As an essayist, teacher, and poet, John Crowe Ransom was a major influence on American poetry, southern writing, and criticism. He was a founding member of the fugitive/agrarian school, which included, among others, Allen tate, Robert Penn warren, and Donald davidson. The Fugitives and the imagists school were the two most influential forces in American poetry in the early part of the 20th century. The imagists tended toward experimentation and individualism, while the Fugitives tended toward classicism and traditionalism. Often Ransom is called a minor poet, since his poetic output was small; however, he is an important figure in the Southern Renaissance, which included such writers as Warren, William Faulkner, and Eudora Welty. As a literary critic, Ransom coined the term New Criticism, which came to describe the dominant critical practice in American universities in the 20 th century, and he was otherwise an influential critic and teacher, counting among his students poets Randall jarrell and ROBERT lowell.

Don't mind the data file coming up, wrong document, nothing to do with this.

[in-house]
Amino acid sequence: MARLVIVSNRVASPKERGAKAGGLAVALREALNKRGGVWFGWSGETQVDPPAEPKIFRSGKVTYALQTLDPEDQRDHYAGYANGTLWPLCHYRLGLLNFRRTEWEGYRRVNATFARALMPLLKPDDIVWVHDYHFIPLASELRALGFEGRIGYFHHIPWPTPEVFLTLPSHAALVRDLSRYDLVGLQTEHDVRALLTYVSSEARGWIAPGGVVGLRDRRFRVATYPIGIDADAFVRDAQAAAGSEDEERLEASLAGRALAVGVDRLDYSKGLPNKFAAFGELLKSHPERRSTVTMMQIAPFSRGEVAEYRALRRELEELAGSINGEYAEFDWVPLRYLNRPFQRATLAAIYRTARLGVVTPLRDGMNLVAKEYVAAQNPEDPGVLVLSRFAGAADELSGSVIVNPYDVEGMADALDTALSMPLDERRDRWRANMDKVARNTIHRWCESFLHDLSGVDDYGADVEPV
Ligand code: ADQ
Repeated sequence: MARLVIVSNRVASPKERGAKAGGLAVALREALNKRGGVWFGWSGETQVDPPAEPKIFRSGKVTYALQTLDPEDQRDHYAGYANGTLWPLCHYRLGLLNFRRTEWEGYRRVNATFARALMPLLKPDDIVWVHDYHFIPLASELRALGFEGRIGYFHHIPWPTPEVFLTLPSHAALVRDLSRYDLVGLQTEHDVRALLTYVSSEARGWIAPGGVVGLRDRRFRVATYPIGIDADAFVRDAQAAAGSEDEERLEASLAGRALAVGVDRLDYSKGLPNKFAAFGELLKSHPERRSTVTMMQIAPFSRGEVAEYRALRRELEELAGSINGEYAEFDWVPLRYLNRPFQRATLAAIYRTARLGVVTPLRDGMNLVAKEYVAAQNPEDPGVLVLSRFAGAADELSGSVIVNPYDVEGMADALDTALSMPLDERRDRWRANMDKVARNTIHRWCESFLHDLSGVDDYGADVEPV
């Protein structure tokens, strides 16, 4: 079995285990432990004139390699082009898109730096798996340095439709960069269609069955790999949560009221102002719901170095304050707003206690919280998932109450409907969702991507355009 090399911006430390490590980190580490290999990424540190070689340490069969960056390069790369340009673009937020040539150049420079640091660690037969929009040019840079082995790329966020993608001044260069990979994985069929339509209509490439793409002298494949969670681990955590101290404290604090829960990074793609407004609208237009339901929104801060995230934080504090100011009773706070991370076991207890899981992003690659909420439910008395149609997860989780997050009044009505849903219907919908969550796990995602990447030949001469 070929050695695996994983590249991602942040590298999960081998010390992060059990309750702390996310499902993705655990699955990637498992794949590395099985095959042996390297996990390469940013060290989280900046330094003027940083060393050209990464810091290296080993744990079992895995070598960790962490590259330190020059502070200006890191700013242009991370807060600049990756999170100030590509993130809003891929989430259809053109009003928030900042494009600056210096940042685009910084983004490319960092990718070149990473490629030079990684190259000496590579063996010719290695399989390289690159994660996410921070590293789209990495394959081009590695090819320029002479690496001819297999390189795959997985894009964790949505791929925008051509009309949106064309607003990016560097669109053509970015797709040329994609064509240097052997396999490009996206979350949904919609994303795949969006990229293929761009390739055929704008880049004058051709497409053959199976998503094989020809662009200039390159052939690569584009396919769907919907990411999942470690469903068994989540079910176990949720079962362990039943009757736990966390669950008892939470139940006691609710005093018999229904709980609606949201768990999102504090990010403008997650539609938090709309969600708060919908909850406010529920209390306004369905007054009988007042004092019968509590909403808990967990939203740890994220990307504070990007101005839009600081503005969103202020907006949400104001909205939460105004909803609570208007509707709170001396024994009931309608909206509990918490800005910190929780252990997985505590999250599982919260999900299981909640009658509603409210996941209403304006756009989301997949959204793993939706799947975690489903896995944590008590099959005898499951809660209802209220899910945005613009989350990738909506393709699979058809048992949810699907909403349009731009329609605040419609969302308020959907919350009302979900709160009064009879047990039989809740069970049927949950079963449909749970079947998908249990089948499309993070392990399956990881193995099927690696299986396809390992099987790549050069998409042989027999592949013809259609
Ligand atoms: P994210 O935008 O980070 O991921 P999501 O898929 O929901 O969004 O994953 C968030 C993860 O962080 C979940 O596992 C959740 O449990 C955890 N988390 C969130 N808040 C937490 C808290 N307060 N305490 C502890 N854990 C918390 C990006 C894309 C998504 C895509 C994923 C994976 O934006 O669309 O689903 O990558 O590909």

Ransom was born in Tennessee in 1888, and he grew up in the household of an open-minded Methodist minister. At 15 he entered Vanderbilt University; his primary interest was philosophy. After graduation he studied classics as a Rhodes scholar at Oxford from 1910 to 1913. Upon returning from England, he was appointed to the English department faculty at Vanderbilt. Outside of military service in World War I, he remained at Van-derbilt until departing in 1937 for Kenyon College, where he founded the literary journal the Kenyon Review. He was awarded the Bollingen Prize for poetry in 1951 and the National Book Award in 1964.
His first book, Poems about God (1919), was written during World War I, but he quickly became disillusioned with the work. During his years with the Fugitives, he published Chills and Fever (1924) and Two Gentlemen in Bonds (1927), and it is these two collections upon which his reputation rests. By 1927 Ransom ceased writing poetry in favor of criticism.
Ransom's recurring themes are the conflict of the body and the soul, the transience of life, the passing of beauty and love, myth, and tradition. His poems are traditional in form, but his use of language is playful, filled with wit and irony. often he portrays the particular in delicate situations to attention to the universal. For example, in "Janet Waking" (1927), a young girl learns about death through the death of her pet hen: "It was a transmogrifying bee / Came droning down on Chucky's old bald head." Janet's response is "Wake her from her sleep!" In this poem traditional elements, such as rhyme, are connected with humor to display an experience that everyone knows—the first awareness of death.
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